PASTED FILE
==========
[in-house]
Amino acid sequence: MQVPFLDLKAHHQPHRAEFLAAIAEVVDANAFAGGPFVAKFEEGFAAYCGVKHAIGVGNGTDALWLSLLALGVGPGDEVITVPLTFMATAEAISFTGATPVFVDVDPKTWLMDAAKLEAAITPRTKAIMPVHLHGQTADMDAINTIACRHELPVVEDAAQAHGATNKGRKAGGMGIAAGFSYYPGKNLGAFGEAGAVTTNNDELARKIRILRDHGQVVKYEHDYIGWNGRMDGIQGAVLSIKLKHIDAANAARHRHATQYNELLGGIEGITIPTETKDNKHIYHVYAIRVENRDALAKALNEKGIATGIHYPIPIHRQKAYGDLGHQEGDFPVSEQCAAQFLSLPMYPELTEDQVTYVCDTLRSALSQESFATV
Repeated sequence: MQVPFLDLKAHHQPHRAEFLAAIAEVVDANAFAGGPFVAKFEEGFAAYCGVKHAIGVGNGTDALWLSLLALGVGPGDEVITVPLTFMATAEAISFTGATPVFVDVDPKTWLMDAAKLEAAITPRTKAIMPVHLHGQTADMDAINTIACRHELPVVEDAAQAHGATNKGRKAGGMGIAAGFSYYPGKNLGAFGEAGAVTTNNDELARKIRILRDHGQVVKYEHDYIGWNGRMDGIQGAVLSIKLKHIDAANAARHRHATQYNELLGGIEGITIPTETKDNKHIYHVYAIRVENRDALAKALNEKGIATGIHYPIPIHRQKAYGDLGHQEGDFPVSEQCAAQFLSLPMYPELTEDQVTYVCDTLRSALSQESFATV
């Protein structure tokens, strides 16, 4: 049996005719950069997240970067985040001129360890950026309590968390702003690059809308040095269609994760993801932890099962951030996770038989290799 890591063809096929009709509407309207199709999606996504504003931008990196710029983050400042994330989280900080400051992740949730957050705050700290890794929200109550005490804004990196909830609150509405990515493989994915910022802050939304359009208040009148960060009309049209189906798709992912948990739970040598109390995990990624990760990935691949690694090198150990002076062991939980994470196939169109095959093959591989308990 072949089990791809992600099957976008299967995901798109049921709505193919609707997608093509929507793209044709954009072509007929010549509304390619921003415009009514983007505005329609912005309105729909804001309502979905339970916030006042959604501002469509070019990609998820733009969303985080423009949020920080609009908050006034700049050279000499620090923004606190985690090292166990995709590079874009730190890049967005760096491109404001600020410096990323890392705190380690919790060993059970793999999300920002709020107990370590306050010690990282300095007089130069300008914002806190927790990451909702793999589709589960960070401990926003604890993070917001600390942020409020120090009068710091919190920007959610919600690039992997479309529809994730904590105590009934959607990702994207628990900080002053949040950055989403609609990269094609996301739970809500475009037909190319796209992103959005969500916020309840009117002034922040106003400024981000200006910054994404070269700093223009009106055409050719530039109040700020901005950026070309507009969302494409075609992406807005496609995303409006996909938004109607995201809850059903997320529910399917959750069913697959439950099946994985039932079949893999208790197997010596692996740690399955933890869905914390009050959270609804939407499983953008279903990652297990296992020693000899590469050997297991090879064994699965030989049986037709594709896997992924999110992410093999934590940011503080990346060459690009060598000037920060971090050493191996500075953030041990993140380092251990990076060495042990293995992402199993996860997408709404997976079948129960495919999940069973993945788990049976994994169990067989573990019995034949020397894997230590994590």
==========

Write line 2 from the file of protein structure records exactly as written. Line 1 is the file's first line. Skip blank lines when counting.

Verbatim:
Amino acid sequence: MQVPFLDLKAHHQPHRAEFLAAIAEVVDANAFAGGPFVAKFEEGFAAYCGVKHAIGVGNGTDALWLSLLALGVGPGDEVITVPLTFMATAEAISFTGATPVFVDVDPKTWLMDAAKLEAAITPRTKAIMPVHLHGQTADMDAINTIACRHELPVVEDAAQAHGATNKGRKAGGMGIAAGFSYYPGKNLGAFGEAGAVTTNNDELARKIRILRDHGQVVKYEHDYIGWNGRMDGIQGAVLSIKLKHIDAANAARHRHATQYNELLGGIEGITIPTETKDNKHIYHVYAIRVENRDALAKALNEKGIATGIHYPIPIHRQKAYGDLGHQEGDFPVSEQCAAQFLSLPMYPELTEDQVTYVCDTLRSALSQESFATV